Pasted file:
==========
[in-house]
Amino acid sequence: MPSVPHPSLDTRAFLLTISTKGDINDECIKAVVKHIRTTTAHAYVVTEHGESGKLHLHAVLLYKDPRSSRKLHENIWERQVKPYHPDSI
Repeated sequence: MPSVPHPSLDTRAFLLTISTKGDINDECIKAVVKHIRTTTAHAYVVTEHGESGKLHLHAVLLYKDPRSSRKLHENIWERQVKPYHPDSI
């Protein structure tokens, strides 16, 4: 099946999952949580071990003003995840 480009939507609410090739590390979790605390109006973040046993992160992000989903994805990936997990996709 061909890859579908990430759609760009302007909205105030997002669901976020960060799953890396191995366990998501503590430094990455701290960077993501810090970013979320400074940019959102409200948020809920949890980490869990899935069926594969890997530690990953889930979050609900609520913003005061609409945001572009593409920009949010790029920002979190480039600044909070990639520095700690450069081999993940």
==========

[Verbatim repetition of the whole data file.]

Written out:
[in-house]
Amino acid sequence: MPSVPHPSLDTRAFLLTISTKGDINDECIKAVVKHIRTTTAHAYVVTEHGESGKLHLHAVLLYKDPRSSRKLHENIWERQVKPYHPDSI
Repeated sequence: MPSVPHPSLDTRAFLLTISTKGDINDECIKAVVKHIRTTTAHAYVVTEHGESGKLHLHAVLLYKDPRSSRKLHENIWERQVKPYHPDSI
């Protein structure tokens, strides 16, 4: 099946999952949580071990003003995840 480009939507609410090739590390979790605390109006973040046993992160992000989903994805990936997990996709 061909890859579908990430759609760009302007909205105030997002669901976020960060799953890396191995366990998501503590430094990455701290960077993501810090970013979320400074940019959102409200948020809920949890980490869990899935069926594969890997530690990953889930979050609900609520913003005061609409945001572009593409920009949010790029920002979190480039600044909070990639520095700690450069081999993940």